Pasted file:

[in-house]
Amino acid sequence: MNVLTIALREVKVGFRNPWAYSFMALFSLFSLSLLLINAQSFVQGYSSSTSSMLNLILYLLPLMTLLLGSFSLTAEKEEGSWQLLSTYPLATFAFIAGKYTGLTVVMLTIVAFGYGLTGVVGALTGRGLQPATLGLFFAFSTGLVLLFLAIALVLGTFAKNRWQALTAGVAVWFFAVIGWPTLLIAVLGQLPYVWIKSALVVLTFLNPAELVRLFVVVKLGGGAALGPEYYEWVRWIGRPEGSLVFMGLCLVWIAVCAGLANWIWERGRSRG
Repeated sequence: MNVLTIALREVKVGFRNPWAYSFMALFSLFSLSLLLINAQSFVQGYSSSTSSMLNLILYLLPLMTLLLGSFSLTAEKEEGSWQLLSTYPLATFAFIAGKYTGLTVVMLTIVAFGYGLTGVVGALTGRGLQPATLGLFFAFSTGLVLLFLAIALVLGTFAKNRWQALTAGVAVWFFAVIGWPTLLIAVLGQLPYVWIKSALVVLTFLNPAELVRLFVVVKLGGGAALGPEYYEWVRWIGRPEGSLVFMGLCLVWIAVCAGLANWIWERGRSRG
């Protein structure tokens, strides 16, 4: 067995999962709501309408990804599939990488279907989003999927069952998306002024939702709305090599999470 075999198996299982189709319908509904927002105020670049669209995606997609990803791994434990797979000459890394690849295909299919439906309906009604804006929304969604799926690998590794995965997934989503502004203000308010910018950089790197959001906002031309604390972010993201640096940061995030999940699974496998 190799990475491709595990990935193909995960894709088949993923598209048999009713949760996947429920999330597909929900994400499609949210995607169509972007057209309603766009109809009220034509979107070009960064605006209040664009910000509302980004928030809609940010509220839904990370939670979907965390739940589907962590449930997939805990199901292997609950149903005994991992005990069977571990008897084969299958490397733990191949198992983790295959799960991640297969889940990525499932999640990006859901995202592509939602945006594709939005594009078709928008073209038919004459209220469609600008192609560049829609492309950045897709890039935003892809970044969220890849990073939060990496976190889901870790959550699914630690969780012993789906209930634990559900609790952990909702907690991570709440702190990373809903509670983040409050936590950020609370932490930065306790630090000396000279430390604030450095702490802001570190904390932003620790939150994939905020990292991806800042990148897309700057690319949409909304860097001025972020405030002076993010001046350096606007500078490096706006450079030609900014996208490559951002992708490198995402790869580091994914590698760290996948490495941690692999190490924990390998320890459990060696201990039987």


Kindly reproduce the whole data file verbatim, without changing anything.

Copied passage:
[in-house]
Amino acid sequence: MNVLTIALREVKVGFRNPWAYSFMALFSLFSLSLLLINAQSFVQGYSSSTSSMLNLILYLLPLMTLLLGSFSLTAEKEEGSWQLLSTYPLATFAFIAGKYTGLTVVMLTIVAFGYGLTGVVGALTGRGLQPATLGLFFAFSTGLVLLFLAIALVLGTFAKNRWQALTAGVAVWFFAVIGWPTLLIAVLGQLPYVWIKSALVVLTFLNPAELVRLFVVVKLGGGAALGPEYYEWVRWIGRPEGSLVFMGLCLVWIAVCAGLANWIWERGRSRG
Repeated sequence: MNVLTIALREVKVGFRNPWAYSFMALFSLFSLSLLLINAQSFVQGYSSSTSSMLNLILYLLPLMTLLLGSFSLTAEKEEGSWQLLSTYPLATFAFIAGKYTGLTVVMLTIVAFGYGLTGVVGALTGRGLQPATLGLFFAFSTGLVLLFLAIALVLGTFAKNRWQALTAGVAVWFFAVIGWPTLLIAVLGQLPYVWIKSALVVLTFLNPAELVRLFVVVKLGGGAALGPEYYEWVRWIGRPEGSLVFMGLCLVWIAVCAGLANWIWERGRSRG
């Protein structure tokens, strides 16, 4: 067995999962709501309408990804599939990488279907989003999927069952998306002024939702709305090599999470 075999198996299982189709319908509904927002105020670049669209995606997609990803791994434990797979000459890394690849295909299919439906309906009604804006929304969604799926690998590794995965997934989503502004203000308010910018950089790197959001906002031309604390972010993201640096940061995030999940699974496998 190799990475491709595990990935193909995960894709088949993923598209048999009713949760996947429920999330597909929900994400499609949210995607169509972007057209309603766009109809009220034509979107070009960064605006209040664009910000509302980004928030809609940010509220839904990370939670979907965390739940589907962590449930997939805990199901292997609950149903005994991992005990069977571990008897084969299958490397733990191949198992983790295959799960991640297969889940990525499932999640990006859901995202592509939602945006594709939005594009078709928008073209038919004459209220469609600008192609560049829609492309950045897709890039935003892809970044969220890849990073939060990496976190889901870790959550699914630690969780012993789906209930634990559900609790952990909702907690991570709440702190990373809903509670983040409050936590950020609370932490930065306790630090000396000279430390604030450095702490802001570190904390932003620790939150994939905020990292991806800042990148897309700057690319949409909304860097001025972020405030002076993010001046350096606007500078490096706006450079030609900014996208490559951002992708490198995402790869580091994914590698760290996948490495941690692999190490924990390998320890459990060696201990039987």